The high-performance EV with fuel cells has a massive pack, but not as big as we thought.
If you read our article on the Roland Gumpert Nathalie, you’ll remember we had some things to check on. The most important one was related to the “buffer battery,” the manufacturer said this car would have. It would be as big as 178 kWh, something no vehicle currently for sale offers. RG told us that was wrong, obviously: the Nathalie will have 190 kWh, but not the way you think.
Gallery: RG Nathalie Can Power Its Electric Motors With Renewable Fuel
Truth is the buffer battery is not small, but it is also not that big. The Nathalie will have a 60 kWh battery pack. The other 130 kWh come from the 65 liters of methanol its fuel tank can hold. Chemistry specialists will say we are wrong, but they should read until the end.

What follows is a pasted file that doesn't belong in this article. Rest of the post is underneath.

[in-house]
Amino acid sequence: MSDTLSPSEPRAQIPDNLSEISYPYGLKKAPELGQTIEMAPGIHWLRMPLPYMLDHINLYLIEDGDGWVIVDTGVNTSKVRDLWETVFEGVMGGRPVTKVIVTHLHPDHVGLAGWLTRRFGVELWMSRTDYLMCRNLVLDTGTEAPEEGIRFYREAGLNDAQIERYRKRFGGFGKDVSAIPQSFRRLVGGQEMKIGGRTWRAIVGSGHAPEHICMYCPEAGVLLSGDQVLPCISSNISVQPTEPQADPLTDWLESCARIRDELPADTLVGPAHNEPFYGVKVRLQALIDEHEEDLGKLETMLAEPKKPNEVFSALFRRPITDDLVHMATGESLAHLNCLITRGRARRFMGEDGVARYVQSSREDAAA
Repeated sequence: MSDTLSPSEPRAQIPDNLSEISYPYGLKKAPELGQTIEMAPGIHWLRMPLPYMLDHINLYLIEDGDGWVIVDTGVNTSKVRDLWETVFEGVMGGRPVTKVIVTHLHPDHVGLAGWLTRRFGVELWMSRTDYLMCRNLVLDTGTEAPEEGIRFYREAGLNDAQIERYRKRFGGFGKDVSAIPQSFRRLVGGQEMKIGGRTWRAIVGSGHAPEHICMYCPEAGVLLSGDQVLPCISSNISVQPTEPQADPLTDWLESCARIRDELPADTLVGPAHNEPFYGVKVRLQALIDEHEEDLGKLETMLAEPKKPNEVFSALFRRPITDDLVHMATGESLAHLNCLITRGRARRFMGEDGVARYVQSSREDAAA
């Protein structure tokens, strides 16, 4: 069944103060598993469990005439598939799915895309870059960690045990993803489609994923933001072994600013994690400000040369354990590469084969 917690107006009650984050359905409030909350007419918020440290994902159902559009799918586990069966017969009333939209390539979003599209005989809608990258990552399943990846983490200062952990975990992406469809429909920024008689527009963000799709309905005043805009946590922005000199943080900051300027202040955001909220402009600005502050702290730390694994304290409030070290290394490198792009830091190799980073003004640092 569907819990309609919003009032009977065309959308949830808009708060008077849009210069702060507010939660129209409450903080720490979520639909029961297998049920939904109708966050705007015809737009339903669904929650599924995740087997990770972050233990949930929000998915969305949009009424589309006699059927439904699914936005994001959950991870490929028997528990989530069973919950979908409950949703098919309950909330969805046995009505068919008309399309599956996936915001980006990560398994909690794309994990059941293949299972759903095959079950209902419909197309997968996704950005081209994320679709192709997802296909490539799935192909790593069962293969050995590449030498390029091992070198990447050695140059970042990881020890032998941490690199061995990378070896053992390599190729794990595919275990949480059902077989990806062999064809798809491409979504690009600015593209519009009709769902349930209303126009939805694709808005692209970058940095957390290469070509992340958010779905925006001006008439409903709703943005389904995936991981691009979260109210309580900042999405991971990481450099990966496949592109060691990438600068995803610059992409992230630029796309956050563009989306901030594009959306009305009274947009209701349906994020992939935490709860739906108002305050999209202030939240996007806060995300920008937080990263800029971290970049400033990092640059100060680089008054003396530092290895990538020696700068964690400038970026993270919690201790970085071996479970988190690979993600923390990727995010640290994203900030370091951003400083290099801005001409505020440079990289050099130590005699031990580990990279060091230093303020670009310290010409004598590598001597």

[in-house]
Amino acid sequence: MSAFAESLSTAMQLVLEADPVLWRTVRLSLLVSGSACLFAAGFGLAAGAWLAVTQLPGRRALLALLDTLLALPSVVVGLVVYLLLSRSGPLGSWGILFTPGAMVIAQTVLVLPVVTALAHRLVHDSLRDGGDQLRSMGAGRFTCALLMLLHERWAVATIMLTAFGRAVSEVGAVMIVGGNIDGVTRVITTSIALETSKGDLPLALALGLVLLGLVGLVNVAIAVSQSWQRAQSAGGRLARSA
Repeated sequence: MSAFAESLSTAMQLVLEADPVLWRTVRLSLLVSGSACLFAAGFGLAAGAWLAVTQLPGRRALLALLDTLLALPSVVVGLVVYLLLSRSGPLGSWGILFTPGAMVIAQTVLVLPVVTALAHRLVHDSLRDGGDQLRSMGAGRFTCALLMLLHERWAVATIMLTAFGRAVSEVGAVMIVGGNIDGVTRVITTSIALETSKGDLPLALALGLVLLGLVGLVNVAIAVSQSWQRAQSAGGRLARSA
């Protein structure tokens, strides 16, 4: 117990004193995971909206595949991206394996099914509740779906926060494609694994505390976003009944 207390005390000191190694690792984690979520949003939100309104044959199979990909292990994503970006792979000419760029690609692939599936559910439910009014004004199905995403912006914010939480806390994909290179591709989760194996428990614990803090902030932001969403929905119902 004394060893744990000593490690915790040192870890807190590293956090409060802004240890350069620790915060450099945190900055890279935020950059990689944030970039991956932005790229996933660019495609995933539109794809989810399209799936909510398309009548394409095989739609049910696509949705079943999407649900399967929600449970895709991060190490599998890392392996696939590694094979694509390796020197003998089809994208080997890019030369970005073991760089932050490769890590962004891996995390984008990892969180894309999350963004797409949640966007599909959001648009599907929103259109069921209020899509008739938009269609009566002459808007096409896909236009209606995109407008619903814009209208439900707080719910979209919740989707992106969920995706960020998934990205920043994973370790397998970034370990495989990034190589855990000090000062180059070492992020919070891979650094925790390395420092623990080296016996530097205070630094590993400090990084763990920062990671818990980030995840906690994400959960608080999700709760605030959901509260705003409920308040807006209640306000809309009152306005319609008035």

What happens is that each liter of methanol has around 4.5 kWh of energy. That would amount to 292.5 kWh solely with the renewable fuel the Nathalie can carry, but the reformer and the fuel cells that use the hydrogen contained in this methanol have a 45 percent efficiency. In other words, it can use only 2 kWh per liter of methanol, which leads us to the 130 kW we mentioned before.
This and the energy the battery pack can store are what give the Nathalie a range of 820 km (510 mi). The hard part will be finding pumps that sell methanol, a kind of alcohol that is toxic to human beings.
In that sense, ethanol would be a much better choice since it is easier to find. The problem with it is probably related to the mix with gasoline that makes it become E85 – a proportion of 15 percent of gas to 85 percent of ethanol. Ethanol may also not be very efficient to use with a reformer and a fuel cell.
The other missing piece of information was how many First Editions would be manufactured. With a production of 500 Nathalies in total, the First Editions will account for 10 percent of that or only 50 cars.